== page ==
External ResourcesI found that Youtube videos about various concepts in 316 that visually explained and broke down the concepts were indispensable to my understanding of systems at a dumbed-down, intuitive level to complement the lecture slides. In particular, I found Crash Course computer science videos on Youtube extremely helpful to my learning of how the Internet works. To provide some statistics, when I did not use YouTube videos and only studied off lecture slides, I did pretty poorly on the first midterm exam (my score: 68.5/100, mean & median: ~73) when I coupled my study with Youtube videos on concepts and actively recalled those learnings as I studied, I improved my understand dramatically and performed much better on the final exam (my score: 96/100, mean & median: ~79). In terms of first-time GoLang coders, like myself, Go By Example is a great site for understanding how functions work with relevant examples.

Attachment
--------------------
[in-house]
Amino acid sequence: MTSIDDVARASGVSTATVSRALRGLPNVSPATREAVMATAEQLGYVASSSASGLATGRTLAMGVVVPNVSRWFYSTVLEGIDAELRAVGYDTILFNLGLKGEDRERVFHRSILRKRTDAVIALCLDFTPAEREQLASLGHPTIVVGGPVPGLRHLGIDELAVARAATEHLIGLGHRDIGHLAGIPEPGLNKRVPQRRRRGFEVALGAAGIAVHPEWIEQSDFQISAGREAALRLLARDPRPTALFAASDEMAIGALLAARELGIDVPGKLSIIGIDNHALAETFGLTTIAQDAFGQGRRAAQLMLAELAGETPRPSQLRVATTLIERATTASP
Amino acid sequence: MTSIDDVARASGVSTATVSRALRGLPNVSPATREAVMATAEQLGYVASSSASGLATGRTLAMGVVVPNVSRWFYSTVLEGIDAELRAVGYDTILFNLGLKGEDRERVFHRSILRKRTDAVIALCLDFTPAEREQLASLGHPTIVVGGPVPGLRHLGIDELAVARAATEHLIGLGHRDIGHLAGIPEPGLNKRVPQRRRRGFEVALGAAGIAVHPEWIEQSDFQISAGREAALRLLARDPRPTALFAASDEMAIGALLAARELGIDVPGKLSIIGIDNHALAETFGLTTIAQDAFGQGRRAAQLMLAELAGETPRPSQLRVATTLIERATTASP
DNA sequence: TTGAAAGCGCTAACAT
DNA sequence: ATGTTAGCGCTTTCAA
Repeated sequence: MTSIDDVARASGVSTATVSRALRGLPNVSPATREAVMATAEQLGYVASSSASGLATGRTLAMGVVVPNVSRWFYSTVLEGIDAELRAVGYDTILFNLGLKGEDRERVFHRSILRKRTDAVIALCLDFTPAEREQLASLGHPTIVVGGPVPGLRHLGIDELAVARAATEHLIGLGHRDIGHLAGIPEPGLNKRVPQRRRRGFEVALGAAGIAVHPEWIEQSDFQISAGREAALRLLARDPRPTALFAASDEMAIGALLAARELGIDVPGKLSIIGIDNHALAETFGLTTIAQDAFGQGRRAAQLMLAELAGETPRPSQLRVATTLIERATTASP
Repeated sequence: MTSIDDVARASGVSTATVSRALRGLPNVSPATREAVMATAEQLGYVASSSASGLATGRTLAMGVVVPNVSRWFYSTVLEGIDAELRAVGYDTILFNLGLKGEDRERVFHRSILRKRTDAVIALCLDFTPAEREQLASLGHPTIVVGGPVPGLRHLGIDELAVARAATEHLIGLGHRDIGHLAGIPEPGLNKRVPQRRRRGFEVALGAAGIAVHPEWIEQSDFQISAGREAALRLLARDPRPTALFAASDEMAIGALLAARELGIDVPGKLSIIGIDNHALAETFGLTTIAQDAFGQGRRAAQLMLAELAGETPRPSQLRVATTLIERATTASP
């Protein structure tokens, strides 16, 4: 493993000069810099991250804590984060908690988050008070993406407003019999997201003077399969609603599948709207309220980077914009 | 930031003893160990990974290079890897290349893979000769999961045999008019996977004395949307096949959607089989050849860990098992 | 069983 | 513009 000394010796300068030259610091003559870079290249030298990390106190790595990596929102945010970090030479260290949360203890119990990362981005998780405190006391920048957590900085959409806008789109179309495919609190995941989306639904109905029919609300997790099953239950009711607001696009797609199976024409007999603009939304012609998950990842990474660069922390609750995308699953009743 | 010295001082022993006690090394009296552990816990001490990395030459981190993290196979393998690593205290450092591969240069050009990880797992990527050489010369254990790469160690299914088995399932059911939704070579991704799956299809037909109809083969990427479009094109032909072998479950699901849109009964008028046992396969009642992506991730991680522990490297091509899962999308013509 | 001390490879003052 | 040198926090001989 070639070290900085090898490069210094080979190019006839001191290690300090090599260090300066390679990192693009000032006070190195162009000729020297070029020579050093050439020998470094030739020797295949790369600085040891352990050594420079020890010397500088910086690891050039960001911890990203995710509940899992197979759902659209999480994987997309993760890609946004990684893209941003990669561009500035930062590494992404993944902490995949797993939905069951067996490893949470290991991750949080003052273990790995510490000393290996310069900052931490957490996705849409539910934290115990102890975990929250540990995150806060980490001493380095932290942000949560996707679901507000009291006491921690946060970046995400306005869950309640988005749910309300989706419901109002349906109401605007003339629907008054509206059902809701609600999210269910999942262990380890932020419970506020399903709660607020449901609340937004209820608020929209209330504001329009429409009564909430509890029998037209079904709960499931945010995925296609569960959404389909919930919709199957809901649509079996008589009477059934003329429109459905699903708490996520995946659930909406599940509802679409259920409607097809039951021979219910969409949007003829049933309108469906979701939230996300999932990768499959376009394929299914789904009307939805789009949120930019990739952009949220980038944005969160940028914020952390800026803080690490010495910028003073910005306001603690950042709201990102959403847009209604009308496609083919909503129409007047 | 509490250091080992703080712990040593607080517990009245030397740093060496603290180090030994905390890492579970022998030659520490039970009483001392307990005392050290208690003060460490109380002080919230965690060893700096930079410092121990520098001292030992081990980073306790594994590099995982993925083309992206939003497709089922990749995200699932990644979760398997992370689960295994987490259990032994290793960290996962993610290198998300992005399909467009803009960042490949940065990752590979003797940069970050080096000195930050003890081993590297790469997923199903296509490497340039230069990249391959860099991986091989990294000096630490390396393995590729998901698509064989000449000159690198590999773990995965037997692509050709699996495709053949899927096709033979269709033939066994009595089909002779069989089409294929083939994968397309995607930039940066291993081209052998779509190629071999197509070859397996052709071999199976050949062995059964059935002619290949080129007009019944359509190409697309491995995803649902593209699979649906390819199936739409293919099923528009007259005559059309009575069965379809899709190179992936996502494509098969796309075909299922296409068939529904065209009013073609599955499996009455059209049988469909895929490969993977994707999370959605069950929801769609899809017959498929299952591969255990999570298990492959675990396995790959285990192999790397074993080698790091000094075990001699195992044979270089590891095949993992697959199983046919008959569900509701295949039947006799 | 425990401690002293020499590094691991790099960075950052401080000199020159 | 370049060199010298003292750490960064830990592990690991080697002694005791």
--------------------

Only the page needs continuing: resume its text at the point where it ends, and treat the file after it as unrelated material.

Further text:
What Students Should Know About This Course For Purposes Of Course SelectionWhen taking this course, make sure to understand that this is a survey systems course. Although the class will give you exposure to systems such as distributed systems, IP protocol, and virtual machines. The class will never dig deeper into the weeds of any single system. As a result, I highly recommend this class primarily for those who have not had any initial exposure to systems in the past. A close friend of mine who took this after taking distributed systems said the content was very redundant at times and he felt this class was not the best usage of his time. In terms of balance, this class definitely strikes a good balance between practice and theory. The coursework was very digestible (alternating coding assignments and short problem sets every week) and written exams were a fair assessment of our learning, there were no surprises in both the content and the format of the exams. Also, a huge plus was there was no official final exam besides two written exams that happened before winter break, which was an amazing asset. However, there was a sizable dean’s date paper that prompted us to utilized our analysis learnings and apply them onto existing systems in the industry. I found the paper to be a good way to either (1) explore new systems in the industry or (2) use prior knowledge about familiar systems (such as ReactJS, in my case) to improve my understanding of the class materials.
Principles of Computer System Design